The Tucson is Hyundai’s mid-size five-seater SUV. It combines sharp looks, comfort, and a good amount of standard equipment to impress anyone looking at this type of vehicle, which is a tall order given just how competitive a landscape it’s asked to flourish in.
That requires a clear advantage, preferably in one particular aspect, over the slew of strong contenders. Being an all-rounder is harder still, but Hyundai has managed to craft a more-than-worthy class frontrunner that’s also quite good value.
Introduced in late 2015 after being first unveiled at the Geneva Motor Show earlier that year, this third-generation Tucson is the most visually and technically accomplished yet in addition to being covered by Hyundai’s unlimited-mileage 5-year warranty, so you’re to be covered should anything go wrong with said technical bits.
Four grades make up the range - the Active, Active X, Elite, and Highlander. The two lower-spec models receives naturally-aspirated engines and front-wheel drive, while all-wheel drive and the gutsier and more efficient turbocharged engines are reserved for those willing to shell out extra for the Elite or Highlander.
“It’s a cleaner design than the edgy and overdone ix35, now presenting smoother lines and cleaner surfaces.” - CarAdvice
It’s one of the better looking compact SUVs out there, though it manages this in a more subtle manner. Hyundai has festooned it with plenty of the brand’s little design cues, but it looks more sorted and congruent here on the Tucson. It doesn’t defy convention and in some areas one might hear echoes of conservatism, but on the whole it’s a well thought out and attractive design.
There’s the typical creases that run the length of the car, but they aren’t too pronounced, and the accented angularity here is harmonised by the softly curving basic shape. It’s front grille is the hexagonal gape that’s typical of newer Hyundais, but it’s put to better effect on the Tucson perhaps by virtue of its raised height bringing it into more prominent view.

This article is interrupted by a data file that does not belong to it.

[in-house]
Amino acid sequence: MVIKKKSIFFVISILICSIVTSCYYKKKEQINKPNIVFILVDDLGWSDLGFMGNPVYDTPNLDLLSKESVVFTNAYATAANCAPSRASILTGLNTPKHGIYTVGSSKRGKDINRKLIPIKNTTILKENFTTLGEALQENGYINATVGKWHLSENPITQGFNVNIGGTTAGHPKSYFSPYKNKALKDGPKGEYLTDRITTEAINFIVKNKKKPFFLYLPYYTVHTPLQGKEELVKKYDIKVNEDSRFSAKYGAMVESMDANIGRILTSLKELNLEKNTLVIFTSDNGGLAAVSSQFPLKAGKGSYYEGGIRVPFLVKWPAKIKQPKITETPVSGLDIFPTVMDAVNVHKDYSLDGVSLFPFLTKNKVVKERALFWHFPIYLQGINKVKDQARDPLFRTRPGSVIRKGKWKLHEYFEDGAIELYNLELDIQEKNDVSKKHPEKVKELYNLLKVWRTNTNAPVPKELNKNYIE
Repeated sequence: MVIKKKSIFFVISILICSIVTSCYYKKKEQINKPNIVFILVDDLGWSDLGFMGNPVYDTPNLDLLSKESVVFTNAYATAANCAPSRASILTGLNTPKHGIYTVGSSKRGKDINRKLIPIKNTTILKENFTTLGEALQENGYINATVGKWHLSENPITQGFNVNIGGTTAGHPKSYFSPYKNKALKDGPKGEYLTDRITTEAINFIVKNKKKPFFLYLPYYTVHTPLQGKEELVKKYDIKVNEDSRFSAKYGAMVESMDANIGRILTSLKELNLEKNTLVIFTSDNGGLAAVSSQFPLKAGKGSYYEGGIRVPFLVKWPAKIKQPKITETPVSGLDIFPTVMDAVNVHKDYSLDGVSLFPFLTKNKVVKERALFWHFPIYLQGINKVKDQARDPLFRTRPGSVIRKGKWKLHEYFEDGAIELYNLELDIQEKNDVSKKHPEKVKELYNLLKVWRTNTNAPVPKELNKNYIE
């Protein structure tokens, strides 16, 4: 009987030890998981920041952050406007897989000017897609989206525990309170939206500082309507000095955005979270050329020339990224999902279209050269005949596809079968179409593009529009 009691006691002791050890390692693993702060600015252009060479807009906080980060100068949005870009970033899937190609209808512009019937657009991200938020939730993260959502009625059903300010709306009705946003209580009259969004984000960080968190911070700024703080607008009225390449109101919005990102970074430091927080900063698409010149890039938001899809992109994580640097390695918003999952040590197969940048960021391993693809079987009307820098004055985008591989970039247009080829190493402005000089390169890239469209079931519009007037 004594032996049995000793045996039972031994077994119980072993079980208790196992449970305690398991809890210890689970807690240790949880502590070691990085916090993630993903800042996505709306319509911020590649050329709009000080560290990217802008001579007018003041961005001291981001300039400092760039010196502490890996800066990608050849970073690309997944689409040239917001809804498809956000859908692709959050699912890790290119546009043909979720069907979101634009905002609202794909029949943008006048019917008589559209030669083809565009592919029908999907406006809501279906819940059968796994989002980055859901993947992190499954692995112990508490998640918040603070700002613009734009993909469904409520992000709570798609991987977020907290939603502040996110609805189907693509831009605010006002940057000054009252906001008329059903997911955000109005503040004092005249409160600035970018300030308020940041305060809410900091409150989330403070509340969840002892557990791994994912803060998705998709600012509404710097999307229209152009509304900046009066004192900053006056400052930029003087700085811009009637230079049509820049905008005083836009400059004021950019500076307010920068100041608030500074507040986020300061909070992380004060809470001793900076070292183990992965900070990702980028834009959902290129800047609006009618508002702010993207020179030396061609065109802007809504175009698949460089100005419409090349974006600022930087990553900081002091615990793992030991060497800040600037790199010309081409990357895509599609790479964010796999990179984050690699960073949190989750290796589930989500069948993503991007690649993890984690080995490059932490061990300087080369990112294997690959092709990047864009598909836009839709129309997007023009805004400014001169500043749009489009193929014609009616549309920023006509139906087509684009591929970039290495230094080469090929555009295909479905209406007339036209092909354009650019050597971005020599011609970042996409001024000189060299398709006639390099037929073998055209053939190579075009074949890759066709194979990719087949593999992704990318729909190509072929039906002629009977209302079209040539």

The largest available 19-inch alloys are flashy, but tastefully so, in the Elite and Highlander. But even in lower grade models, the smaller 17- and 18-inchers do little to really temper the Tucson’s good looks.
Engine and Drivetrain
“The engine/transmission package is efficient, quiet and friendly, leading to stress-free motoring.” - CarsGuide
Both the Active and Active X have 2.0-litre petrol engines under their bonnet which end up spinning the front wheels. Despite having identical displacements, they aren’t of equal measure, however.
The entry-level version receives a less sophisticated MPi (Multi-Point Injection) motor with 114kW and 192Nm while the step up GDi (Gasoline Direct Injection) engine serves up 121kW and 203Nm.
The Elite kicks off the first of two all-wheel drive Tucsons, which is an ‘Active On-Demand’ system that usually operates as a front-driven car for greater fuel efficiency but can split torque up to 50:50 to the rear axle should the need arise. Still, don’t expect the Hyundai to suddenly be able to scale mountains. This is still a ‘soft-roader’ through and through.
First up for the all-wheel drive versions is the 1.6-litre T-GDi four-cylinder turbocharged petrol engine which it also shares with the Veloster. Power is identical at 130kW and 265Nm from as early 1,500rpm.
Finally, there’s a 2.0-litre CRDi diesel that outputs 136kW and uses a variable turbine geometry turbo to work up 400Nm of torque available from 1,750rpm. It’s also the most economical at a claimed 6.4-litres/100km while the rest of the petrols manage, at best, 7.7-litres/100km.